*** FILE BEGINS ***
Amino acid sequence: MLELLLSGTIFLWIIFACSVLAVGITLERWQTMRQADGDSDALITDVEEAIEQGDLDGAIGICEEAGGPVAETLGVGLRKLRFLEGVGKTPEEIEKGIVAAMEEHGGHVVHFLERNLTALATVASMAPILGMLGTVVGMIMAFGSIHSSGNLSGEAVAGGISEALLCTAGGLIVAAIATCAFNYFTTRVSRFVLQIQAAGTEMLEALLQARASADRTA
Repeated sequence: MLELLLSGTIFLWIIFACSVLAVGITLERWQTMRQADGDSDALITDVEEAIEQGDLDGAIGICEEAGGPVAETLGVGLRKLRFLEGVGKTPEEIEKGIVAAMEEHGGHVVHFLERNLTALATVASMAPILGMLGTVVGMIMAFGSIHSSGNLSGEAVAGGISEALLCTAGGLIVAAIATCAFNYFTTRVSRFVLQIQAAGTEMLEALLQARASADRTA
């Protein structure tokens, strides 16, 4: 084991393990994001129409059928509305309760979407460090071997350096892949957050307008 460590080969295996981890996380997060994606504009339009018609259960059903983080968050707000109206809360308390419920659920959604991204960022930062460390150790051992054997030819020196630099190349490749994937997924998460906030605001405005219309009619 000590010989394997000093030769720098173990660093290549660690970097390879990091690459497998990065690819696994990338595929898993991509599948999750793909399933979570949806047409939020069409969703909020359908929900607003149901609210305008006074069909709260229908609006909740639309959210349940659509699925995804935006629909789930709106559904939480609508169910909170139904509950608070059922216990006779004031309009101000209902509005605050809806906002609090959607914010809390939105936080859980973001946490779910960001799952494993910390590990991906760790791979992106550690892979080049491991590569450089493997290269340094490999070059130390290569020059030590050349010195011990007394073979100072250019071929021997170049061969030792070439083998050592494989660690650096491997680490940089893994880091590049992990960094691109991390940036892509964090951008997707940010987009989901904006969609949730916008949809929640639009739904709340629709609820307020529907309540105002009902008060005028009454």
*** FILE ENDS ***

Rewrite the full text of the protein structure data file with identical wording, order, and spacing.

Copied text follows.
Amino acid sequence: MLELLLSGTIFLWIIFACSVLAVGITLERWQTMRQADGDSDALITDVEEAIEQGDLDGAIGICEEAGGPVAETLGVGLRKLRFLEGVGKTPEEIEKGIVAAMEEHGGHVVHFLERNLTALATVASMAPILGMLGTVVGMIMAFGSIHSSGNLSGEAVAGGISEALLCTAGGLIVAAIATCAFNYFTTRVSRFVLQIQAAGTEMLEALLQARASADRTA
Repeated sequence: MLELLLSGTIFLWIIFACSVLAVGITLERWQTMRQADGDSDALITDVEEAIEQGDLDGAIGICEEAGGPVAETLGVGLRKLRFLEGVGKTPEEIEKGIVAAMEEHGGHVVHFLERNLTALATVASMAPILGMLGTVVGMIMAFGSIHSSGNLSGEAVAGGISEALLCTAGGLIVAAIATCAFNYFTTRVSRFVLQIQAAGTEMLEALLQARASADRTA
């Protein structure tokens, strides 16, 4: 084991393990994001129409059928509305309760979407460090071997350096892949957050307008 460590080969295996981890996380997060994606504009339009018609259960059903983080968050707000109206809360308390419920659920959604991204960022930062460390150790051992054997030819020196630099190349490749994937997924998460906030605001405005219309009619 000590010989394997000093030769720098173990660093290549660690970097390879990091690459497998990065690819696994990338595929898993991509599948999750793909399933979570949806047409939020069409969703909020359908929900607003149901609210305008006074069909709260229908609006909740639309959210349940659509699925995804935006629909789930709106559904939480609508169910909170139904509950608070059922216990006779004031309009101000209902509005605050809806906002609090959607914010809390939105936080859980973001946490779910960001799952494993910390590990991906760790791979992106550690892979080049491991590569450089493997290269340094490999070059130390290569020059030590050349010195011990007394073979100072250019071929021997170049061969030792070439083998050592494989660690650096491997680490940089893994880091590049992990960094691109991390940036892509964090951008997707940010987009989901904006969609949730916008949809929640639009739904709340629709609820307020529907309540105002009902008060005028009454």